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    N. S. Bendre 1910-1992

    N. S. Bendre | Biography | Life | Artworks



    Narayan Shridhar Bendre who graduated from Agra University in 1933 and simultaneously studied art in the school of Art, was an eminent painter and former professor of painting at the Baroda University. 

    A world tour from 1947 to 1950, provided him rich aesthetic stimuli and brought to his work a cosmopolitan expression and a new pictorial vitality. 

    Bendre was a versatile painter who passionately experimented in different styles and techniques. 

    He sensitively infused in his works the influences of the British academic traditions, the robustness of indigenous miniatures, the romanticism of the Bengal school and the post-Impressionistic influence of Cezanne and Gauguin. 




    As he said: “I belong to this earth. I walk on this earth. I don’t think of anything but this earth. Things here are my kind of liberty. I am not interested in anything else. As such in don’t create dream paintings. Whatever I have experienced in the world, I paint. Other things are not important to me.”

    But his works, though inspired by the life and environment around him, reveled above all, a feeling for pure art, for the emotive arrangements of rhythmic forms in balanced patterns and colors, with a subtle lyrical approach.

    He continually searched for self-expression. Even his last works are charged with strength revealing the indigenous simplicity in the abstracted figurative patterns, defined by a bold exo-topic treatment in dense black. In 1960 he stated;

    The lay public is ignorant and uninformed. Prosperous businessmen satisfy on one’s fingertips, and the art student holds views based on the skills imparted on him, and on what he is thought to believe. 

    The artist is like the cat without a key trying to open the lock of a cage in which it is imprisoned. 


    The art teacher is submerged up to his neck in the pride of his past recognition and his prejudices to new values... at the same time, an interest in art is obviously on the increase.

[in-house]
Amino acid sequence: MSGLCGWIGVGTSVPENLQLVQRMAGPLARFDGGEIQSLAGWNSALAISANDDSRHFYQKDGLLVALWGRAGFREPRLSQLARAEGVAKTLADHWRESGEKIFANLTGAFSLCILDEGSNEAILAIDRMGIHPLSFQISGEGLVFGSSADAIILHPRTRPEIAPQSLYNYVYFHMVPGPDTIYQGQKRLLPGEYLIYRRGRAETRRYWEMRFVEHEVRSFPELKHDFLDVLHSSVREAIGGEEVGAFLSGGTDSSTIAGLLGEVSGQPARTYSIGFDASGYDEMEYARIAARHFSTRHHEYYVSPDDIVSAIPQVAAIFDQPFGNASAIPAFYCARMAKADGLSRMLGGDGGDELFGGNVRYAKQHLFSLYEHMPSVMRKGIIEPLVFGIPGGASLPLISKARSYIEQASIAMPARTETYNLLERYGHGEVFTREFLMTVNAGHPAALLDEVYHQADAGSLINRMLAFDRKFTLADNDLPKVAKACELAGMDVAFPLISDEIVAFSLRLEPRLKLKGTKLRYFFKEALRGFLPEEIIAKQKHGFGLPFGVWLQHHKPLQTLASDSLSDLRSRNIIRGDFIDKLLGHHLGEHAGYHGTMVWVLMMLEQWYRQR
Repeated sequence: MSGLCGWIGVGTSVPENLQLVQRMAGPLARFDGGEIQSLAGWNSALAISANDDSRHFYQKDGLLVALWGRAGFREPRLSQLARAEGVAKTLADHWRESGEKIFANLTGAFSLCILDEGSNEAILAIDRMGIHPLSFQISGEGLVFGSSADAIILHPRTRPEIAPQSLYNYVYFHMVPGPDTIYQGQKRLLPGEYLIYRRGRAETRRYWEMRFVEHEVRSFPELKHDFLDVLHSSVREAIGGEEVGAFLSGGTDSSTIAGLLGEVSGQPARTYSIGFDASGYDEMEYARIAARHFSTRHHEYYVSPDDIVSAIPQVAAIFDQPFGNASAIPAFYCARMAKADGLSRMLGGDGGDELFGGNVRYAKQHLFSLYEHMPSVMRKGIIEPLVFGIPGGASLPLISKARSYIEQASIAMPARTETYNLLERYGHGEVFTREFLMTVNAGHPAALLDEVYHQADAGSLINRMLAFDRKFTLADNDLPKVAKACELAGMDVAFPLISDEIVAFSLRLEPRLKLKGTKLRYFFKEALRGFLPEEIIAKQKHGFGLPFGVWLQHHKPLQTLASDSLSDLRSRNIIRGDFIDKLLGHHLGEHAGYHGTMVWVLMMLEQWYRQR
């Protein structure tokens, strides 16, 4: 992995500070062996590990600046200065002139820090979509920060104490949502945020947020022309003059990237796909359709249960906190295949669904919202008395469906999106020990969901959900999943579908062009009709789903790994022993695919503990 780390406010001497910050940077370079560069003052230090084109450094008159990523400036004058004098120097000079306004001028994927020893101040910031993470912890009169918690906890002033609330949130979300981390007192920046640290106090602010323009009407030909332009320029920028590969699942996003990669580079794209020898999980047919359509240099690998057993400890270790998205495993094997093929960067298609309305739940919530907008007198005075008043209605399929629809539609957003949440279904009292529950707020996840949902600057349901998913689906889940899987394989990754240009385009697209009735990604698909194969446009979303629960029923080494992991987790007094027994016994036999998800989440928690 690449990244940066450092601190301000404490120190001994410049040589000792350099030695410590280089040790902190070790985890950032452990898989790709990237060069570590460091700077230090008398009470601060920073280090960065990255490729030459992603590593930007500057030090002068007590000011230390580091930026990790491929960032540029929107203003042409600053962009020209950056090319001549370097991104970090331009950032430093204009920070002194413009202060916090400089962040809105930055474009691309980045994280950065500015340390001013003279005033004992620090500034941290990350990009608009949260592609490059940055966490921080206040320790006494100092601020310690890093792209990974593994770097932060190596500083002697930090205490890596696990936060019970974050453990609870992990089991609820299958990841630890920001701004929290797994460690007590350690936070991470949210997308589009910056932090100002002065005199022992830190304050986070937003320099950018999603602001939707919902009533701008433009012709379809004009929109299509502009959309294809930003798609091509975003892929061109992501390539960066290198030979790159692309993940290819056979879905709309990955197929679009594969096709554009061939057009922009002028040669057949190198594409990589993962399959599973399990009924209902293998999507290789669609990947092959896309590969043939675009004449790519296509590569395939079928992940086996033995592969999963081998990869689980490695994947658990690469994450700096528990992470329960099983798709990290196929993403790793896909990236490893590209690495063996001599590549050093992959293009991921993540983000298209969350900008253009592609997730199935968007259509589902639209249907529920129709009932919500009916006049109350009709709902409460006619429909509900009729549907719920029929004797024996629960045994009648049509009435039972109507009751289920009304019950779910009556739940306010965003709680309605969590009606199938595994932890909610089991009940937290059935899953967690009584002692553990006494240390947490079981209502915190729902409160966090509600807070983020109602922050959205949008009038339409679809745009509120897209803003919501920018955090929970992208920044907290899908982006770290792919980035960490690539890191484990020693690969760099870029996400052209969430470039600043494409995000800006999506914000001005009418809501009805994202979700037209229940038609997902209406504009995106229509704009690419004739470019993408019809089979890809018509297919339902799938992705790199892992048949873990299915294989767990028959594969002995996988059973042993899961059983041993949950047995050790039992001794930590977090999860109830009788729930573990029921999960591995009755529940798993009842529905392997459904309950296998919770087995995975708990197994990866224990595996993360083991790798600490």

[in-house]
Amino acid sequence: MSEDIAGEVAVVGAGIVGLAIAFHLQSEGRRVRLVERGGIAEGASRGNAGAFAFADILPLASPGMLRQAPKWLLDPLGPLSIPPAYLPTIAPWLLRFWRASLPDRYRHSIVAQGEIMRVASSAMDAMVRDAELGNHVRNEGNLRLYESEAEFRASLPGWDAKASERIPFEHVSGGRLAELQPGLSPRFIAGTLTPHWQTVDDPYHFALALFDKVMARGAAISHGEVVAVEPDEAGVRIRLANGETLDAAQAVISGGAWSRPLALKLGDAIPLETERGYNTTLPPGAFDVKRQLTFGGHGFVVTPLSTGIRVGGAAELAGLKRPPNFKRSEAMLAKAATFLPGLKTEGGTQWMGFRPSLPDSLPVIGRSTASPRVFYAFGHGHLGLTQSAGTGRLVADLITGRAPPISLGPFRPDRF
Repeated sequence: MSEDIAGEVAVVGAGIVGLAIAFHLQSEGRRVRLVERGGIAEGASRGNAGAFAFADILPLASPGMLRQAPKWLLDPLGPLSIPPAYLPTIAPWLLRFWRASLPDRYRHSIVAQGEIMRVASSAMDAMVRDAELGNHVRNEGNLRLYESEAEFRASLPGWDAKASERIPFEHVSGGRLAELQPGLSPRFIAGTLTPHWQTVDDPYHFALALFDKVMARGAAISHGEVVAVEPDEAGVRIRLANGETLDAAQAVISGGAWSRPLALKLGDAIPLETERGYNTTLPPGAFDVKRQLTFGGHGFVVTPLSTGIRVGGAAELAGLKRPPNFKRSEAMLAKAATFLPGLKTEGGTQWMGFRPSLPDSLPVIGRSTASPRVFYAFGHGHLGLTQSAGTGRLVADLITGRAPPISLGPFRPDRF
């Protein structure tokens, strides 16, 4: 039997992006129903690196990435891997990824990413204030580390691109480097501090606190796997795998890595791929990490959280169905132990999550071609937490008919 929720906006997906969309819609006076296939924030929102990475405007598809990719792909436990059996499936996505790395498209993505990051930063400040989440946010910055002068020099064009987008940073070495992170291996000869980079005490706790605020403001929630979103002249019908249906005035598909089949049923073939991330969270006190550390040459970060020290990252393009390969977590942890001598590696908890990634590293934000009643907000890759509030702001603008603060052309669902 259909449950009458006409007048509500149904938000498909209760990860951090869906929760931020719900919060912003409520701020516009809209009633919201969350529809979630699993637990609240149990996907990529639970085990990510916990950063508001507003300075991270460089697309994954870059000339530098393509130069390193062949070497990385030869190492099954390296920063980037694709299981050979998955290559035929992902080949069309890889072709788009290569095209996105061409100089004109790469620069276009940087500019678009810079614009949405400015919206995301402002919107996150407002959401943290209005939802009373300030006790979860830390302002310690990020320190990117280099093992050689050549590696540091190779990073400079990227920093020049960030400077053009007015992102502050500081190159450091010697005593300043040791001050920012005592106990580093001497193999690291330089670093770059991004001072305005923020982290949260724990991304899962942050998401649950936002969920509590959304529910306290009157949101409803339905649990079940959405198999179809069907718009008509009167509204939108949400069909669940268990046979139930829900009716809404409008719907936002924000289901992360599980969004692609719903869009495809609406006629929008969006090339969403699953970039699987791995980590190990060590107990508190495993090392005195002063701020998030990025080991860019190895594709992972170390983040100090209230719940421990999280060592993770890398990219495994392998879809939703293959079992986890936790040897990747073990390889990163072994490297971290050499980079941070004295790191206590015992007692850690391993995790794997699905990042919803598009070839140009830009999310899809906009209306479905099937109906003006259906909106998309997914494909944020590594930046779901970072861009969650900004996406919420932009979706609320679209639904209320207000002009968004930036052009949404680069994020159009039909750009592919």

It is obvious, however, that it suffers from ignorance, blind convictions, and misguided patronage. It needs somehow to become informed and educated.”



    More than three decades later, it would seem that there has not been a perceptible change in the situation, except in the increase of commercial collectors and the steep rise in prices of works of art!

    An important and significant artist he undoubtedly was: equally important he was a discerning teacher of art.  










    Artists: 

    Pablo Picasso 4. Salvador Dali 5. Frida Kahlo




    Indian Artist

    1.G.R. Santosh  2. Jai Zharotia 3. Ramkinkar Vaij 4. Dhan Raj Bhagat 5. Somnath Hore 6. Raja Ravi Varma 7. Ratnabali Kant 8. Satish Gujral  9. Anjolie Ela Menon 10. Jagdish Swaminathan   11. Bishamber Khanna  12. Shanti Dave  13. Om Prakash  14. A Ramachandran 15. Arpita Singh 16. Gulam Mohammad Sheikh  17. Biren De  18. Manjit Bawa 19. Gogi Saroj Pal  20. Arpana Caur 21. Vivan Sundaram  22.Amar Nath Sehgal 23. Jatin Das  24.Meera Mukherjee 25. P. V. Janakiram 26. Ved Nayar 27. Mrinalini Mukherjee  28. Lydia Mehta 29. Krishna Reddy 30. Surindra Chadha 31. Anupam Sud 32. Sankho Chaudhuri 33. Gaganendranath Tagore 34. Rabindranath Tagore 35. Nandalal Bose  36. Abanindranath Tagore 37. Jamini Roy 38. Amrita Sher-Gil 39. A. R. Chughtai  40. Zainul Abedin 41. George Keyt 42. M.F. Husain 43. Binod Bihari Mukharji 44. K. G. Subramanyan  45. Krishen Khanna  46. Tyeb Mehta  47. Ram Kumar 48. Pran Nath Mago 49. F.N. Souza 50. B.C.Sanyal 51. K.S.Kulkarni 52. HarKrishan Lal 53. Jahangir Sabavala 54. Sailoz Mukherjee 55. N. S. Bendre  56. K.K.Hebbar 57. Bimal Das Gupta  



    Female Artists:

    1.Amrita Sher-Gil  2. Arpana Caur  3. Anupam Sud   4. Lydia Mehta   5. Mrinalini Mukherjee   6. Meera Mukherjee   7. Ratnabali Kant




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